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Monday, April 13, 2020

The Top-Ranked Dividend Growth Stocks By Sector

The COVID-19 pandemic has ended the 11-year bull market and stock prices have dropped precipitously. These are troubling times, but Trouble is Opportunity. Many high-quality dividend growth stocks that traded at premium valuations just two months ago are available at discounts now!

This article presents the three top-ranked dividend growth stocks in each of the GICS sectors. For each stock, I provide quality indicators, key metrics, and fair value estimates. I also provide charts showing how each of these stocks performed since 19 February when the S&P 500 closed at an all-time high of 3,386.15.

I consider dividend growth stocks to be stocks with increasing dividend payouts in each of the past five years. The Dividend Champions list covers such stocks listed on U.S. exchanges.

To rank dividend growth stocks, I sort them by decreasing quality scores as determined by DVK Quality Snapshots. The system assigns quality scores by employing five quality indicators and assigning 0-5 points to each quality indicator, for a maximum of 25 points. To break ties, I compare up to three additional metrics, in turn.

To see the top-ranked dividend growth stocks by sector, please read this article at Seeking Alpha.

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  1. Thanks for all hard work you are doing and sharing it with others, appreciate it!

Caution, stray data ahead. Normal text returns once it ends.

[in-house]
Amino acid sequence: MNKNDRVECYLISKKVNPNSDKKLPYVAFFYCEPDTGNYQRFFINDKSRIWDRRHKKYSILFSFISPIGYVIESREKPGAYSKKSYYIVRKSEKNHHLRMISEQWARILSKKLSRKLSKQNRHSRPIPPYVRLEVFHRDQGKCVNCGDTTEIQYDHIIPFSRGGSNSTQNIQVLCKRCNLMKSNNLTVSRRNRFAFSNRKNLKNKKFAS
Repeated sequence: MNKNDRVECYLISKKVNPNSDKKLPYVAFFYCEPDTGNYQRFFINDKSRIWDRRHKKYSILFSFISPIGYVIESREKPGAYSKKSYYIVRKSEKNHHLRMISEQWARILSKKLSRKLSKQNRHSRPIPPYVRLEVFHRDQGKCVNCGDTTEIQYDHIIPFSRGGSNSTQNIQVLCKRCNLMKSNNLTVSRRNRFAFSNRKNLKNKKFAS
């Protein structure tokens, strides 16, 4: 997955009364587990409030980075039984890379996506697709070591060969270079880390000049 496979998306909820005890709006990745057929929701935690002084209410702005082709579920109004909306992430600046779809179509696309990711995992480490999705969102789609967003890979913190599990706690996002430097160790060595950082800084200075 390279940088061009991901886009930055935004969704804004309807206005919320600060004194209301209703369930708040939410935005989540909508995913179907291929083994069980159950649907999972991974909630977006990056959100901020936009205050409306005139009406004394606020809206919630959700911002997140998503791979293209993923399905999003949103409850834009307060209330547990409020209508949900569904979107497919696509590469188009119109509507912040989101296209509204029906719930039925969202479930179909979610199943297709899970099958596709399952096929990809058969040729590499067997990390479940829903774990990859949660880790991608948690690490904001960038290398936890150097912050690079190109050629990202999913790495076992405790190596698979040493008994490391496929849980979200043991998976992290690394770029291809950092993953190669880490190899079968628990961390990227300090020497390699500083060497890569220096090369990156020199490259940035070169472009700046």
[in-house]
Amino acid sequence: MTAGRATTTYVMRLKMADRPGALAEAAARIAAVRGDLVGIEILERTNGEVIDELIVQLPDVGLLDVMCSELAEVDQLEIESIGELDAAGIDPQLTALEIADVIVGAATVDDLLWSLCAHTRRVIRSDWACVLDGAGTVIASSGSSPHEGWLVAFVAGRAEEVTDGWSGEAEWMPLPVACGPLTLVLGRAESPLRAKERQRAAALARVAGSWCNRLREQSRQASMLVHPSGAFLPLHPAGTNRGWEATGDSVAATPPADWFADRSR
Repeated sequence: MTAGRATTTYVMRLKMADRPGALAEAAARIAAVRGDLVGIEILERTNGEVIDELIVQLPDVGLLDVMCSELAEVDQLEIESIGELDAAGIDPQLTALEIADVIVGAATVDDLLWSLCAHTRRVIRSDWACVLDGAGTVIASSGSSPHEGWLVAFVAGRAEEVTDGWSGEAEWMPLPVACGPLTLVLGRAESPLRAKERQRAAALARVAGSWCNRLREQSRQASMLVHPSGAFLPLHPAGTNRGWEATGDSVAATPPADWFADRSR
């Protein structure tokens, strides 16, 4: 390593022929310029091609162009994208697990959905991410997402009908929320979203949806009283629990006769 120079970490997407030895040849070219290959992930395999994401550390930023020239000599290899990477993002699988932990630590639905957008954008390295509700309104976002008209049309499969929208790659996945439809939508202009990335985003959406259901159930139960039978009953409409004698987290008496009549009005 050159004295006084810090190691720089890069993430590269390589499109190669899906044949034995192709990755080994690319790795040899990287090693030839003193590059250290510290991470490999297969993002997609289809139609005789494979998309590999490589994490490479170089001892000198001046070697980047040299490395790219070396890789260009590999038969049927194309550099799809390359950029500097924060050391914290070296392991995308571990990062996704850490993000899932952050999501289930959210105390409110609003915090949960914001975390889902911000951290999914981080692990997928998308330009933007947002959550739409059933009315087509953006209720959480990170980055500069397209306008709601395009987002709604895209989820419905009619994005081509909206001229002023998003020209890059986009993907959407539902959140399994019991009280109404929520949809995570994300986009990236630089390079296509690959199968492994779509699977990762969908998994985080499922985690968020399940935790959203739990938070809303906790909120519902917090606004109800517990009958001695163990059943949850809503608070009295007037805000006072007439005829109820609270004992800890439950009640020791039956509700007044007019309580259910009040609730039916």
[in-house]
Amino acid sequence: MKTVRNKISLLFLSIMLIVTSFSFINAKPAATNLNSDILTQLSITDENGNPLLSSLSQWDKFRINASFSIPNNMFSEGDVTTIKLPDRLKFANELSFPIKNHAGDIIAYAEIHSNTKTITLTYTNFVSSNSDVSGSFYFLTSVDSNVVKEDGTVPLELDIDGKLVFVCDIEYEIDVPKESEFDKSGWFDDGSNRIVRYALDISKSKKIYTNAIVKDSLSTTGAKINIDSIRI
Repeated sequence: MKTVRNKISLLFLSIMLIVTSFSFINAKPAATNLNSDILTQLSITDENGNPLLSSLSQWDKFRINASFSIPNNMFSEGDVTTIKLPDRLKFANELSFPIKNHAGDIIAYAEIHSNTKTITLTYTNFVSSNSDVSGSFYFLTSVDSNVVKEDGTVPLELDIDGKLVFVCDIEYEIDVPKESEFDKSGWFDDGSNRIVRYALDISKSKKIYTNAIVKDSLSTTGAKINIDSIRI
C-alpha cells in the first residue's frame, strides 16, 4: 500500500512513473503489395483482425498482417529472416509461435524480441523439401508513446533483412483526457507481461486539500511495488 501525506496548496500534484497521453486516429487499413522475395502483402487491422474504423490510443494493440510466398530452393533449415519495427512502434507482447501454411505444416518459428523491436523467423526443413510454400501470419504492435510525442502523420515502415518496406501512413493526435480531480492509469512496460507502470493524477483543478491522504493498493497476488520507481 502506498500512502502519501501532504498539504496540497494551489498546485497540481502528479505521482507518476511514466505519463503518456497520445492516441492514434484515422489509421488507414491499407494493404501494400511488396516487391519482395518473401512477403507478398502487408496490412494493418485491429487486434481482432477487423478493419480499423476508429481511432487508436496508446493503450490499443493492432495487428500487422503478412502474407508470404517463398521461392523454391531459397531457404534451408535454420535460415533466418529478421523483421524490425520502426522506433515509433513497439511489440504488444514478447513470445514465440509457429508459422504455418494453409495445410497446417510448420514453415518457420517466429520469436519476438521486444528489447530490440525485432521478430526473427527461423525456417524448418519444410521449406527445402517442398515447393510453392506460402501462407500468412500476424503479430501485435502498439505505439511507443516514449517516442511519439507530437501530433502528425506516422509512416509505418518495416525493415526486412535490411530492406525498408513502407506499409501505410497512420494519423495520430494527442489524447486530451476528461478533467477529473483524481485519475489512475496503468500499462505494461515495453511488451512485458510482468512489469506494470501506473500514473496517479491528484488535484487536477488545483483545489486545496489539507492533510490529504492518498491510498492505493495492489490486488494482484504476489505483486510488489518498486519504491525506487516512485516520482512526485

1. You're welcome! I appreciate your comment and kind words. All the best!

  2. Thanks for all the nice work! Very interesting to see ranking as such. One thing I am not understanding (might be my English) is the formula you use for coloring the CDN. I read the logic you describe, and tried to understand the coloring as such from the linked Google Doc, but there is an error-link in the conditional formatting. Could you explain, when you consider it Red/Yellow/Green, related to its value?

    1. Which linked Google Doc?

      This article describes the color-coding in more detail. Let me know if that still doesn't answer your question:

  3. The one linked in

    In the one where you link to, it shows:
    red < 8 ≤ yellow < 12 ≤ green

    THere is some text above, which made me think there is more then just these 3 ones,
    as in the link I gave JNJ and DOV, both have 9, so should be Yellow, DOV is red, JNJ is yellow.


    1. There's actually three categories.

      "Chowder used 8 as a minimum number for utilities yielding at least 4%, 12 for stocks yielding at least 3%, and 15 for stocks yielding less than 3%."

      (1) utilities with yields of at least 4%
      (2) stocks with yields of at least 3%
      (3) stocks with yields below 3%

      Utilities yielding at least 4% get a special dispensation.

      The above are all color-coded green.

      Somewhere, Chowder mentioned he had a "warning" zone and when a CDR for the higher yielding category dropped below 8, he seriously considered selling.

      So, for (2) above: red < 8 ≤ yellow < 12 ≤ green

      By extension, I surmised (and in the spirit of Chowder's approach):

      For (1) above: red < 5 ≤ yellow < 8 ≤ green
      and for (3) above: red < 10 ≤ yellow < 15 ≤ green

      The color-coding is my scheme, not Chowder's.

  4. Would you add to your WFC position if it wasn't full yet at these prices? How safe is its dividend?

    1. Simply Safe Dividends now says the dividend is "Borderline Safe", which means its dividend is as safe as the average company's dividend.

      I'm unsure if I would add now. While The Fed's stress test on the nation's largest banks last year suggested that they could maintain adequate capital levels in "severely adverse" economic conditions, the coronavirus pandemic is black swan event and likely worse than "severely adverse".


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